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We have defined a stack at the logical level as an abstract data type, discussed its use in an application, and presented an implementation encapsulated in a class. Although our logical picture of a stack is a linear collection of data elements with the newest element (the top) at one end and the oldest element at the other end, the physical representation of the stack class does not have to recreate our mental image. The implementation of the stack class must support the last in, first out (LIFO) property; how this property is supported, however, is another matter. For instance, the push operation could "time stamp" the stack elements and put them into an array in any order. To pop an element, we would have to search the array, looking for the newest time stamp. This representation is very different from the stack implementation we developed in this chapter, but to the user of the stack class they are functionally equivalent. The implementation is transparent to the program that uses the stack, because the stack is encapsulated by the operations in the class that surrounds it.
Rather than requiring the user to provide a file containing information about the size of a structure and the type of the items on the structure, C++ provides a way to supply this information when a structure is declared in a program. Templates are a C++ construct that allows the client to specify the type of the items to be on the structure by including it in angle brackets beside the type name in the declaration statement. Because class constructors can be parameterized, the client can pass the size of the structure by placing it in parentheses beside the variable name in the declaration statement. Additionally, a class constructor can use the new operator to get an array of the proper size in dynamic storage.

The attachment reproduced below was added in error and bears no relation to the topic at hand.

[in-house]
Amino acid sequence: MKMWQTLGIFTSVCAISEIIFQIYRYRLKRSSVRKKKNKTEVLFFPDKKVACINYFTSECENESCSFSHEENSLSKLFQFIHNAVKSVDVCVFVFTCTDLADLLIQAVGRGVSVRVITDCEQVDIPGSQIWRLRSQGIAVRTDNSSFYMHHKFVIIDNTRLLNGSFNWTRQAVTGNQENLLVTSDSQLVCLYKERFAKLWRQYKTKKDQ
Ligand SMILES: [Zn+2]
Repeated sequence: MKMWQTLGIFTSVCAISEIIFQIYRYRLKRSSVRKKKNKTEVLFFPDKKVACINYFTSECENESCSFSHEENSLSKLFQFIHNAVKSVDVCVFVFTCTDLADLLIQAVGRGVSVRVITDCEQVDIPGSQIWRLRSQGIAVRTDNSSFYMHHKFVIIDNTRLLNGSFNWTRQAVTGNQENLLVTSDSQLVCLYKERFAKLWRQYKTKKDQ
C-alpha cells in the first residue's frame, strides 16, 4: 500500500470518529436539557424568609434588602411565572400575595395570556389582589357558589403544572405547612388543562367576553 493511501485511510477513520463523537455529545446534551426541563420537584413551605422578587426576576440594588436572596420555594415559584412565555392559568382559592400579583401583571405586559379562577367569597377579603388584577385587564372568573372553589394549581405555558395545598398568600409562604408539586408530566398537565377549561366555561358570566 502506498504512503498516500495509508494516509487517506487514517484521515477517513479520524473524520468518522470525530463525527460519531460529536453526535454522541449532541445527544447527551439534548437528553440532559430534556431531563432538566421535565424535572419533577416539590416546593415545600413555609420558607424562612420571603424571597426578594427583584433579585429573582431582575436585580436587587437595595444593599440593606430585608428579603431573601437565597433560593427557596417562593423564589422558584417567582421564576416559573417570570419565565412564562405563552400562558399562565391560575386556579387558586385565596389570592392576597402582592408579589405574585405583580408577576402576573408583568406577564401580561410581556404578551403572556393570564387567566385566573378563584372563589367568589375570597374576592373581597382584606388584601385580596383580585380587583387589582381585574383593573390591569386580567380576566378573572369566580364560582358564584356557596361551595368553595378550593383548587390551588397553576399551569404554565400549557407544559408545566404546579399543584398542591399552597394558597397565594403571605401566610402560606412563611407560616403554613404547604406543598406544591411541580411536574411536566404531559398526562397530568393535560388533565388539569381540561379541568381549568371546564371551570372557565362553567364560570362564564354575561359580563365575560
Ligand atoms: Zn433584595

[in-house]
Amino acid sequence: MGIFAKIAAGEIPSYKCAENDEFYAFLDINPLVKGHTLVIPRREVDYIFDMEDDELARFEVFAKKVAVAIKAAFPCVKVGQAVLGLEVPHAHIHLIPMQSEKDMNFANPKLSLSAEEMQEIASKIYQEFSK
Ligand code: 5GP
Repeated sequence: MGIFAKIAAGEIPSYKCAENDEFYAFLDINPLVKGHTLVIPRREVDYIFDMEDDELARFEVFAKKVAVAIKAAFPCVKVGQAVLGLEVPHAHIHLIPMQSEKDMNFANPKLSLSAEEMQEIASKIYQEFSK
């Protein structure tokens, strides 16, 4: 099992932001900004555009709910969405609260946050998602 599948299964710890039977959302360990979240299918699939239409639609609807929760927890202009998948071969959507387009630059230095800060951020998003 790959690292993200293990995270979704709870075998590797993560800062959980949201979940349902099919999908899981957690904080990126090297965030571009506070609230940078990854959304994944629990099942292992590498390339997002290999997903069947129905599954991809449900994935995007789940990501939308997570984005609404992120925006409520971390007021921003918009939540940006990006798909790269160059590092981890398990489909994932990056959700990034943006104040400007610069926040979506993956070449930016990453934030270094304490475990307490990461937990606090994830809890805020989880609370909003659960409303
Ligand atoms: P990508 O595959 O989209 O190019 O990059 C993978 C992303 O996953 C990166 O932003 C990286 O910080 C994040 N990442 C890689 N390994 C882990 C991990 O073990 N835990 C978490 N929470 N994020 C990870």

In this chapter, we also examined the definition and operations of a queue. We discussed some of the design considerations encountered when we use an array to hold the elements of a queue. Although the array itself is a random-access structure, our logical view of the queue as a structure limits us to accessing only the elements in the front and rear positions of the queue stored in the array.
Usually more than one functionally correct design is available for the same data structure. When multiple correct solutions exist, the requirements and specifications of the problem may determine which solution is the best design.
In the design of data structures and algorithms, you will often find that tradeoffs are necessary. A more complex algorithm may result in more efficient execution; a solution that takes longer to execute may save memory space. As always, we must base our design decisions on what we know about the problem's requirements.
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